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Joseph F. Rice School of Law

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Jim Bowers: Making history

Fifty years later, Jim Bowers still remembers the anxiety he felt on his first day at the University of South Carolina Joseph F. Rice School of Law, eager to earn credibility in the eyes of his students. It was a day of firsts for more than him and his students.  

“I didn't think about it then but, it was historic,” Bowers says. “I’m the first African American to join the faculty full-time, but I didn't think anything of it then. I was a young man just trying to teach.” 

As the first full-time Black professor at the USC Rice School of Law Bowers was primed to set precedents and, at 26 years old, making history was familiar terrain. His hometown is Orangeburg, an epicenter of the civil rights movement in South Carolina, and when he speaks about his experiences protesting or even being arrested as a youth, he is steadfast.  

“That was just a part of my legacy, my upbringing.” 

Bowers began his college career at Fisk University, a historically Black university in Nashville, Tennessee. But after his freshman year he felt compelled to return to South Carolina to attend the recently desegregated USC to “keep the ball rolling” for other Black students. 

At USC, Bowers impressed a number of professors – many who became his champions and, later, friends – and by his senior year he had a time-sensitive scholarship offer from Johns Hopkins University to pursue a master’s in international studies. Although Bowers was gratified, he was determined to enroll at Harvard Law School. 

“I basically told Harvard ‘I'd love to come, but you got to give me an early acceptance,’ which was unheard of back then,” Bowers says. “Lo and behold, sometime in November I got a Western Union telegram saying I was accepted.” 

He graduated from Harvard with his J.D. in 1970 and began lobbying for the American Bar Association in Washington, D.C. By 1972 he received an invitation to teach a summer program at the USC Rice School of Law. 

“The professor who ran the program was Bob Felix and there was also a professor here by the name of Walter Reiser, he taught at Harvard when I was there. They both put the rush on me to get me to come back to South Carolina and teach that summer,” Bowers says. “I said, pretty much as a lark, ‘Well, I never really thought about myself as teaching law, but sure.’”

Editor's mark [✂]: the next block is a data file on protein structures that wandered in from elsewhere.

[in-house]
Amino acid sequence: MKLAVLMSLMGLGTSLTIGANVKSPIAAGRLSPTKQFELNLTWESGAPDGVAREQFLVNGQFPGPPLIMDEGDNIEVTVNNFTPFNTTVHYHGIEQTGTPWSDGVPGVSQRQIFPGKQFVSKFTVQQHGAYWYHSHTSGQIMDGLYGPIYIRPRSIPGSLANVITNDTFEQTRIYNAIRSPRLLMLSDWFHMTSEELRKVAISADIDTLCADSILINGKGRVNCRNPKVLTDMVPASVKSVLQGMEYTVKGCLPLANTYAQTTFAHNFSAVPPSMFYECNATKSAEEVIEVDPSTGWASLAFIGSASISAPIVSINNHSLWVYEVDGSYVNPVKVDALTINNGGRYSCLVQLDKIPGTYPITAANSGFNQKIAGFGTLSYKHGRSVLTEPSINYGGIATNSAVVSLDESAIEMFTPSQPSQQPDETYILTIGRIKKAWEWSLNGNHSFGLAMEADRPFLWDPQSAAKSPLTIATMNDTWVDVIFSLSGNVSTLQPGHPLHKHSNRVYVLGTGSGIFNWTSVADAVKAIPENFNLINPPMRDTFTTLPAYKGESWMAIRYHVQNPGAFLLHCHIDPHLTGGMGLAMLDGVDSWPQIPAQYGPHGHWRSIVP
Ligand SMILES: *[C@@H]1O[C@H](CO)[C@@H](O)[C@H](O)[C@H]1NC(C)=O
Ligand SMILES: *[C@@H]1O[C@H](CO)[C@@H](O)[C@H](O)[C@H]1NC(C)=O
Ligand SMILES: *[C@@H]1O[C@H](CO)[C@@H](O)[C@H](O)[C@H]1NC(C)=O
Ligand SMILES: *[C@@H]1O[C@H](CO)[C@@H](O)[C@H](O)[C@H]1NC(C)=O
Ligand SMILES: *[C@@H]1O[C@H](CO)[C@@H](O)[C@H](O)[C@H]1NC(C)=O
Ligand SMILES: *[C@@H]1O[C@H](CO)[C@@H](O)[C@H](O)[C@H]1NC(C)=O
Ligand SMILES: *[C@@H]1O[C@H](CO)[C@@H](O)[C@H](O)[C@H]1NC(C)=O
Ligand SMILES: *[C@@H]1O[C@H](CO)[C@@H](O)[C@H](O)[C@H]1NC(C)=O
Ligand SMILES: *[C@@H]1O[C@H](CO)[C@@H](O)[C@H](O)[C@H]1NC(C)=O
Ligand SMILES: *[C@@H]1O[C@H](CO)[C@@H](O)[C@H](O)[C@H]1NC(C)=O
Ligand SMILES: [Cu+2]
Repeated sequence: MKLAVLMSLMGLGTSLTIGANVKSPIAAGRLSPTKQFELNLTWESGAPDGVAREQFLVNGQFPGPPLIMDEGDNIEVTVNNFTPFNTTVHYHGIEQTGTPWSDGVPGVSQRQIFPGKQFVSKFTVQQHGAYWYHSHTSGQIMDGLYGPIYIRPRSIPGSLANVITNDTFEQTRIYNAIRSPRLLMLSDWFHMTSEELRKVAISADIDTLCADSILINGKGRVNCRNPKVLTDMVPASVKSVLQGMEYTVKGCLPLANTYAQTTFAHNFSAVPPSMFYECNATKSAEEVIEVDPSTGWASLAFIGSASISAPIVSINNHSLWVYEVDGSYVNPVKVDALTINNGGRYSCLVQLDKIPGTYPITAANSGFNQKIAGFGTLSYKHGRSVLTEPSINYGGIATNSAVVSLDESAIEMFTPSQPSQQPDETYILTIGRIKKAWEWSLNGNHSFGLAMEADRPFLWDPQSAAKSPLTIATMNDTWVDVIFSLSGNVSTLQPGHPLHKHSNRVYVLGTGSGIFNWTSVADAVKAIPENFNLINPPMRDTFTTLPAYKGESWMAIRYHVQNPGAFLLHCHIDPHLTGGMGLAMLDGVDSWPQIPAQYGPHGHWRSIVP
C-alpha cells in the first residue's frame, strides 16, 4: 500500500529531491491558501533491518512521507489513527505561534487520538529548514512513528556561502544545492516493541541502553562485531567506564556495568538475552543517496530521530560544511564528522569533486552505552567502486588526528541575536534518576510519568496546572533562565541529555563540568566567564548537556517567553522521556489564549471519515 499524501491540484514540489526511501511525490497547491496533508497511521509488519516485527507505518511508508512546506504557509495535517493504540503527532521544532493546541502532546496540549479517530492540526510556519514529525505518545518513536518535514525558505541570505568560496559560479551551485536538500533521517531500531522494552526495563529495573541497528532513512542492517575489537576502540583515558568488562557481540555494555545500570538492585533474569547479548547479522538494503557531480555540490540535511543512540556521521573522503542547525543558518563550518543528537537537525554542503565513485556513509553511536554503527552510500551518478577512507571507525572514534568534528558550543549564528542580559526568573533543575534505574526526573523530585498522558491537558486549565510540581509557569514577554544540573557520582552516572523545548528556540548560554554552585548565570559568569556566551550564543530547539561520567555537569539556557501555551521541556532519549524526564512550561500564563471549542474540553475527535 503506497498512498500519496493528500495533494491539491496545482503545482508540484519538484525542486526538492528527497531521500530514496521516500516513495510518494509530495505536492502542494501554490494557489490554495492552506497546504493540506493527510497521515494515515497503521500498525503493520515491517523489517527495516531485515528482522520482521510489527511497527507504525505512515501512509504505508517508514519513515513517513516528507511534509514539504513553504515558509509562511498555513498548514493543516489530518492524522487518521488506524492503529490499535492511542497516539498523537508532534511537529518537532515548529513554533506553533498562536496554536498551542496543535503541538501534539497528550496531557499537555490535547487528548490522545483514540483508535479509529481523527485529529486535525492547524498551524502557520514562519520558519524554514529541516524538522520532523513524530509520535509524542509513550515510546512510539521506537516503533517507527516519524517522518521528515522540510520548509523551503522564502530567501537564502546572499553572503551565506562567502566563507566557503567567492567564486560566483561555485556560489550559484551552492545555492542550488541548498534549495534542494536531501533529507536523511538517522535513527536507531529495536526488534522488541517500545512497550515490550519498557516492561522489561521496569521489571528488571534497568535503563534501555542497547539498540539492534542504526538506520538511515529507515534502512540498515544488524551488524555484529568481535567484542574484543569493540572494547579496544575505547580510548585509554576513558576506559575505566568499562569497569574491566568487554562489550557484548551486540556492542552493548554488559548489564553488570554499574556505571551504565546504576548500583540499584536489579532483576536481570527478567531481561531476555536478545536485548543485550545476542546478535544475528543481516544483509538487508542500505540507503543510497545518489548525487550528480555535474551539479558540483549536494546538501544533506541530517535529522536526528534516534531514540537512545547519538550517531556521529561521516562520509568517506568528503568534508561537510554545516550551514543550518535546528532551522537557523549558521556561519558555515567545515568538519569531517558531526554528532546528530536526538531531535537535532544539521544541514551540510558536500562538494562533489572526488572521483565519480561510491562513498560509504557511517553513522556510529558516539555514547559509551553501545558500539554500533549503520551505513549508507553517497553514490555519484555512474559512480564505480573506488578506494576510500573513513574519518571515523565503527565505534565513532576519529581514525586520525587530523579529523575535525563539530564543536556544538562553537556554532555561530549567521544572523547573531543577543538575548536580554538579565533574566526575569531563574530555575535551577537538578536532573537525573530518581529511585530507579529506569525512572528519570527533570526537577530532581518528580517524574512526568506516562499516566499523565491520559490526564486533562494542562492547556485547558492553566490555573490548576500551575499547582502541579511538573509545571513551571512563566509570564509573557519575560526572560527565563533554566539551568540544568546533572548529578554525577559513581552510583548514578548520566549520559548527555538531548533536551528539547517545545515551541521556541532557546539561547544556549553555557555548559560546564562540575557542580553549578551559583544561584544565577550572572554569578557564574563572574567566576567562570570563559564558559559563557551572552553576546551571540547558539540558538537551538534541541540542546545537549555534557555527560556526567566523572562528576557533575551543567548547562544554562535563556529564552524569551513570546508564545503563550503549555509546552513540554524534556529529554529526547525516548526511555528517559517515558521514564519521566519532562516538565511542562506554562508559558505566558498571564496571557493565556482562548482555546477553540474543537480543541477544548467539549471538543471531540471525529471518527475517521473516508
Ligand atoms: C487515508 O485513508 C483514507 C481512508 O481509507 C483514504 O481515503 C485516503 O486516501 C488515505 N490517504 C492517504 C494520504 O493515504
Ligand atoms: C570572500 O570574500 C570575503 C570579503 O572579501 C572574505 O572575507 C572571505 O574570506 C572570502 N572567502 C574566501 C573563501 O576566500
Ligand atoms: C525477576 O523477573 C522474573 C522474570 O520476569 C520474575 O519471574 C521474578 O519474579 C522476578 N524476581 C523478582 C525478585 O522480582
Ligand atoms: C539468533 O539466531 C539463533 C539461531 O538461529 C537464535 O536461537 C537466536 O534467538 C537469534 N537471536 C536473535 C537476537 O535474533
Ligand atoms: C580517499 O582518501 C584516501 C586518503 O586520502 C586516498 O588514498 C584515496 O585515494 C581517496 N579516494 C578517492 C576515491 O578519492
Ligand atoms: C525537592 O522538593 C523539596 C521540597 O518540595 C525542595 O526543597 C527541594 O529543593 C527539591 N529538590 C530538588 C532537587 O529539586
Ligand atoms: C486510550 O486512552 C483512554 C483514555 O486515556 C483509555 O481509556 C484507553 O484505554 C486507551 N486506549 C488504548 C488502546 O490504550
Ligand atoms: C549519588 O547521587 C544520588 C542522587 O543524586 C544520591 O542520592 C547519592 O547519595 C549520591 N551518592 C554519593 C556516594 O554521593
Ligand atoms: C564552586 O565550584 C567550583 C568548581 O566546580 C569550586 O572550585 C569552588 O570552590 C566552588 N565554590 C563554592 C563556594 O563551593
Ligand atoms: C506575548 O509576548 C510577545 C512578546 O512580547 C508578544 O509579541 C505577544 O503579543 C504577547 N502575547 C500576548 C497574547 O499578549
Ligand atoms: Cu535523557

Bowers was delighted to discover a love of teaching the summer of 1972, and particularly appreciated the opportunity to give back to “Black students who were bright and eager.” When he was invited to join the faculty the following year he accepted.  

As a young Black professor, Bowers hoped his presence would help recruit more Black law students. He also hoped it would reassure current Black law students, which is why he was intentional about inviting high-profile Black lawyers to law school events to expose students to success profiles in the law. 

Connection and community service are central tenets of Bowers’ ethos, and he takes his role as mentor seriously. 

“I kept an open door, and they used it,” Bowers says. “I can still see the names and faces of a lot of Black students finding their way to my door because it was obvious that I was the only one here. And it was obvious that if they needed help or were in trouble, that that's the place to go.” 

It was an enjoyable first year albeit a lonely one, so Bowers took a brief sabbatical to write, at the time, cutting-edge research on electronic fund transfers. He returned to teaching at the USC Rice School of Law, but not for long. 

“When I went into law teaching in 1973, I was teaching from a purely academic standpoint,” Bowers says. “I often felt that if I'm going to be an effective teacher, I got to learn how to practice law so I can teach my students how to practice law.” 

So, Bowers wrote Roderick Hill – a friend and former professor of his from Harvard who had recently been appointed Chairman of the Securities and Exchange Commission – that he wanted to “find [his] way back into the law practice.” Hill responded by offering him a job in the Office of the General Counsel at the White House. After that, “one thing led to the next to the next to the next.”  

Next included an in-house position at Aetna Life and Casualty where he stayed for 25 years, ultimately becoming vice president of corporate compliance. He has also served as senior counsel at Day Pitney LLP and as special counsel at the Securities and Exchange Commission. Bowers even taught at several other universities, including Yale Law School, the University of Connecticut School of Law, and Boston University School of Law. 

Bowers’ career has many highs, and he has received numerous commendations, but he says teaching at USC remains the most rewarding part of his long career for two reasons. 

“Number one, it was the first time that I truly did something that I was committed to and that I thought had much wider social ramifications than the other jobs that I took later on. The second thing – and I appreciate this in hindsight – teaching law, you can see the progression of a student who can now carry the ball on his or her own. You feel an accomplishment that you don't get in law practice,” Bowers says. “While it may seem odd because it was a career that I had at the very beginning of my legal life, it was the most meaningful. And I carry that to this day.” 

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